Spring Flowers by Swallows & Damsons

by Grace Bonney

As the last of my tulips shed their big waxy petals, I can’t deny that it’s been a pretty glorious spring. The swallows are returning for summer and I feel like I can hear more birdsong than ever before in our little Sheffield garden. Everything is taking off. The grass is growing rapidly, weddings are in full flow, peonies are blooming and before we know it, summer will be bearing down on us. So I’m taking a moment to appreciate spring, to take a slow, close look around and breathe it all in.

This table arrangement I’ve created is an homage to this time of year. The crossover where tulips and hellebores meet roses and peonies. The foliage is young and fresh, yet bares warm autumnal hues in its oh-so-new and fragile state. The birds, insects and flowers merge in some harmonious botanical picture postcard. Flowers invade the table and there’s little room for anything else, except perhaps cake — of course, there’s always room for cake. —Anna Potter 

Photography by India Hobson

“It’s spring fever. That is what the name of it is. And when you’ve got it, you want — oh, you don’t quite know what it is you do want, but it just fairly makes your heart ache, you want it so!”

Mark Twain


Step 1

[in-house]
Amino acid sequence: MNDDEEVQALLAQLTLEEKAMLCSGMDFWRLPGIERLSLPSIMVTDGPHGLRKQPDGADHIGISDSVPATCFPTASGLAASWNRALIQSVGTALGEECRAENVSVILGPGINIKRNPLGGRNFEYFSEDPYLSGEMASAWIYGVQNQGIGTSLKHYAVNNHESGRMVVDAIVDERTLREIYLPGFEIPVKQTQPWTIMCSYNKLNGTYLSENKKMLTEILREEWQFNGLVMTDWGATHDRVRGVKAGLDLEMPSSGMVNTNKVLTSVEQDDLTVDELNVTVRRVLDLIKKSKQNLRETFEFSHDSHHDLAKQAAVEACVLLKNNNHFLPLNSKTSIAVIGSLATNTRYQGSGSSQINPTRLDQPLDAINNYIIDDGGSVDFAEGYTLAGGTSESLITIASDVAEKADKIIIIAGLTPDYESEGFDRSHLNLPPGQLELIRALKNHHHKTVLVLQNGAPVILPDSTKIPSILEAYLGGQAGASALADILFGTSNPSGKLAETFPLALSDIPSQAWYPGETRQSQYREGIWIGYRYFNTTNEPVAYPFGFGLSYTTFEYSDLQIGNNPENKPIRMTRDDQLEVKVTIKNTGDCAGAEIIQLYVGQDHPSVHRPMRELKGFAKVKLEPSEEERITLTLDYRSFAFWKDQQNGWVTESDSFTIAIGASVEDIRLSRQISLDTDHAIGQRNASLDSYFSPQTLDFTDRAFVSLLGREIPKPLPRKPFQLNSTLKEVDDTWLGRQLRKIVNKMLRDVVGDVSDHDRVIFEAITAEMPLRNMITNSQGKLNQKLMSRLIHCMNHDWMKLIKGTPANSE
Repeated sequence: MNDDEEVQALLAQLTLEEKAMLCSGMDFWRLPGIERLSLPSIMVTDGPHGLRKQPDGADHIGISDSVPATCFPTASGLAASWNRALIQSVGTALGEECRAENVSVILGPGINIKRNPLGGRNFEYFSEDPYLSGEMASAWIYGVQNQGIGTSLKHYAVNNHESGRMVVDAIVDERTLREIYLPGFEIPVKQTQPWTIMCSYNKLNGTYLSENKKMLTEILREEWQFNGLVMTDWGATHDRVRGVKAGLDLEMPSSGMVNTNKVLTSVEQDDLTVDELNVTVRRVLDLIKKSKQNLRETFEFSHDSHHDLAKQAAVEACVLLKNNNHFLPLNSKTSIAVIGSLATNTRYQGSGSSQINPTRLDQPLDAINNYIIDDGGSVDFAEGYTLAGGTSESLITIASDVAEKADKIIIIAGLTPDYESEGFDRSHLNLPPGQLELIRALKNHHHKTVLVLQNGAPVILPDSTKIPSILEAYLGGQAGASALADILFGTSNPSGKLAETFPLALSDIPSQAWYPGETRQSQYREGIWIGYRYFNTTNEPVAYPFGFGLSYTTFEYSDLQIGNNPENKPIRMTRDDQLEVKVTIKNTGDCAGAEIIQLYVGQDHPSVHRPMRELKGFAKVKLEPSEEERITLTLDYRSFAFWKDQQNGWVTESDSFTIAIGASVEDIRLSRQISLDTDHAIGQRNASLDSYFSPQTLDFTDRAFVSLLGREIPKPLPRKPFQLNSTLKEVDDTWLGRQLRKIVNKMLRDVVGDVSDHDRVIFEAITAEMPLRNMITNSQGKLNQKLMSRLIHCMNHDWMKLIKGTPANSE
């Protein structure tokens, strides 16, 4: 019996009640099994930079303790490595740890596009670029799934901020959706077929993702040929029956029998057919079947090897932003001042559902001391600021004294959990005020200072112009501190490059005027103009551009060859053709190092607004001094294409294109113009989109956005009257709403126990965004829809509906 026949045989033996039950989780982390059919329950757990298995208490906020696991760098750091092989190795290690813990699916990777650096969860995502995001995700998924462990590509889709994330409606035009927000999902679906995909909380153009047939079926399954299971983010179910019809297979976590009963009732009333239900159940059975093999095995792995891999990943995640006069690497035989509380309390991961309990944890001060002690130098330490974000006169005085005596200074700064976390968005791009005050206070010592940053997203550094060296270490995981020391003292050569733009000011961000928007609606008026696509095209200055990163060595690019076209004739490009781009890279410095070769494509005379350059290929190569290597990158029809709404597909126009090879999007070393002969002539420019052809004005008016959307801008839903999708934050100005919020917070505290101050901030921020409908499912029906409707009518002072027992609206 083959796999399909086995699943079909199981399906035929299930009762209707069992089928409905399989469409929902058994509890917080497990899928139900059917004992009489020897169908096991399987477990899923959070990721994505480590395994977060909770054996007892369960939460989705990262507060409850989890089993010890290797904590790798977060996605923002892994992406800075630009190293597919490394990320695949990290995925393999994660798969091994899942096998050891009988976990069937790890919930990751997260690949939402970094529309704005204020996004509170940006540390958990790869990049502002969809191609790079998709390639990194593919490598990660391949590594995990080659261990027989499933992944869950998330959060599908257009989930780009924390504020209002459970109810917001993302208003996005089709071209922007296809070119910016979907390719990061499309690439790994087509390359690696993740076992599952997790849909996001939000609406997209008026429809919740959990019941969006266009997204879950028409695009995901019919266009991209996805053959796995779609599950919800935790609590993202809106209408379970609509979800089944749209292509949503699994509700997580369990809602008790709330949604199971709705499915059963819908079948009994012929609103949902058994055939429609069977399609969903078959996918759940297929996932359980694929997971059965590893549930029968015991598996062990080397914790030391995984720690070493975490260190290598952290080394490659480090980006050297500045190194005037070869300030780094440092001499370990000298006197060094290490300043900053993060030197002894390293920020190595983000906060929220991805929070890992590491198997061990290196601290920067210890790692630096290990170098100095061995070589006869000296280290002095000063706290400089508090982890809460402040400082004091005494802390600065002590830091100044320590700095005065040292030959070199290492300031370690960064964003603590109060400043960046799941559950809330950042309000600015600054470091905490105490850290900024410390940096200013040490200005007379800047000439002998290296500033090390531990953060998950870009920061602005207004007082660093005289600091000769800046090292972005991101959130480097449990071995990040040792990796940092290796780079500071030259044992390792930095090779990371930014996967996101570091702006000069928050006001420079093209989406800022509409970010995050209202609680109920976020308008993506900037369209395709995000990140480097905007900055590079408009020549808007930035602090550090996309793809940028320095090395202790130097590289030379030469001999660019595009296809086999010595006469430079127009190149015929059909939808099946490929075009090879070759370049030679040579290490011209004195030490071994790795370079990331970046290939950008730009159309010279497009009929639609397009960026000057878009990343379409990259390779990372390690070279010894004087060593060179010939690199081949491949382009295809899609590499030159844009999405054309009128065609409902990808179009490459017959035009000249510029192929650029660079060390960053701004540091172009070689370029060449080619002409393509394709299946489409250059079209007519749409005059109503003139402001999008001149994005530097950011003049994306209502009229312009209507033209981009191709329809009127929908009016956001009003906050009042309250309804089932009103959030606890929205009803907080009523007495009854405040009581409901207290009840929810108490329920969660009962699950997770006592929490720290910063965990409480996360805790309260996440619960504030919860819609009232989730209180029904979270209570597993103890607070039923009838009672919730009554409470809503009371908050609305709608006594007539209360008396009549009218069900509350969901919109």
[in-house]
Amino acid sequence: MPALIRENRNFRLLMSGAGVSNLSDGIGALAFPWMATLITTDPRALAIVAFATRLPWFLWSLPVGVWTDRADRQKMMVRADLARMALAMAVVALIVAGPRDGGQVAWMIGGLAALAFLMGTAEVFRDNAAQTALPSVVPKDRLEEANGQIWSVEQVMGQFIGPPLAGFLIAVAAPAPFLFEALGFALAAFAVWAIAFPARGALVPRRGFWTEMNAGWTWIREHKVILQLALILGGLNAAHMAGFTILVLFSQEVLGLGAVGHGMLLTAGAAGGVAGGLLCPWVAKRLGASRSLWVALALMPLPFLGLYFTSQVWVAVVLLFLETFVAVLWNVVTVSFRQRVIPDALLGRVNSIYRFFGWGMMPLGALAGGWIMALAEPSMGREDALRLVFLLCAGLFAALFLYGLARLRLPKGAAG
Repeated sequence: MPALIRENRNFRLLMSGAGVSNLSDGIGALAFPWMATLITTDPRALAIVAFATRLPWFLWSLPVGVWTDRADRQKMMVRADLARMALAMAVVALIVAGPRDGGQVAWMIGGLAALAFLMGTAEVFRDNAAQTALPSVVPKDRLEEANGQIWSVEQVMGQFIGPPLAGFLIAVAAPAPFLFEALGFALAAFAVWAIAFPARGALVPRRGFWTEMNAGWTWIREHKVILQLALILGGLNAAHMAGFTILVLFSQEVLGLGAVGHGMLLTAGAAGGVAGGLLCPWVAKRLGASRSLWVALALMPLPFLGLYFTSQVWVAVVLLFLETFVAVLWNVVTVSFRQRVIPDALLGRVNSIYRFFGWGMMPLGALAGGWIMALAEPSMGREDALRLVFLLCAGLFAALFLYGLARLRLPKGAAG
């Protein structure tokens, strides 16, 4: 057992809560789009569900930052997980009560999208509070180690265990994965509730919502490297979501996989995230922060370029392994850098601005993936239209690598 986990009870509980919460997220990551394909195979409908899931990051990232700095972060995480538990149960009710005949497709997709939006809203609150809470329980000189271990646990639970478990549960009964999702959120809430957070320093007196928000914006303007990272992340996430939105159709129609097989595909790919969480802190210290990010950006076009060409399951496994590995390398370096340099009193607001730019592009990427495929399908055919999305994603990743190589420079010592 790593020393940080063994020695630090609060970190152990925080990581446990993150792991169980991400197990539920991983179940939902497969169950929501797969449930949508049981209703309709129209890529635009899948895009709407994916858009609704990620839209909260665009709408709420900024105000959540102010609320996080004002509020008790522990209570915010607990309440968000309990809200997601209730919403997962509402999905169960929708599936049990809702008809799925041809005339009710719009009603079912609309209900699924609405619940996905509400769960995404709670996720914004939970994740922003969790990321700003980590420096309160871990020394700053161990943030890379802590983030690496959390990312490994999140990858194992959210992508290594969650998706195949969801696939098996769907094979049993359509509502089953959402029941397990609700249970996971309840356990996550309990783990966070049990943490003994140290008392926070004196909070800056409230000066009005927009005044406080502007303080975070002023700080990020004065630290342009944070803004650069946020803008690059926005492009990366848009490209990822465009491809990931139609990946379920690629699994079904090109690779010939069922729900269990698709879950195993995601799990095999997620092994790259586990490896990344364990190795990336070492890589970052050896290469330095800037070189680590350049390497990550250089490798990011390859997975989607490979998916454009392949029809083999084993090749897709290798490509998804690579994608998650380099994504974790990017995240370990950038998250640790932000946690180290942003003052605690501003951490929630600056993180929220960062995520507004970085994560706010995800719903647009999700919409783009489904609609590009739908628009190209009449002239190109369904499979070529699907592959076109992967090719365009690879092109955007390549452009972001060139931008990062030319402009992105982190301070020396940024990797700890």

For the base of the arrangement I have used 3 old metal drawers from a filing cabinet, checked that they are water-tight, and then filled with chicken wire which is secured into the container with strong florists tape. Fill with water.

Step 2

Create height and movement with different varieties of foliage. Tall branches of blossom jut out to create tree-like haphazard shapes. The larger sycamore leaves can be used as coverage for the base. The murky golden privet injects color against the darker hues of the wild cherry leaves. The hellebores can be added at this point also, lifting any areas of darkness.

Step 3

Next add the focal flowers, the statement blooms that should roughly follow the lines of the foliage that’s already in place. Some tall, echoing the branches of blossom, and some tucked further back to give depth to the arrangement. Here we used peonies, tulip “Charming Lady,” tulip “Brownie,” lilac and “Amnesia” roses.

Step 4

The salt and pepper flowers are up next: the smaller headed, sprig type flowers that can fill in gaps and burst out of the arrangement without creating a dense shape. The likes of forget me nots and astrantia have a transparent quality and delicate touches of fritillaria bring a magical, storybook feel to the design.

Step 5

This can now stand alone as a finished centerpiece, or if you’re like me (where more is more) you can add another to either side to complete the spring table explosion.

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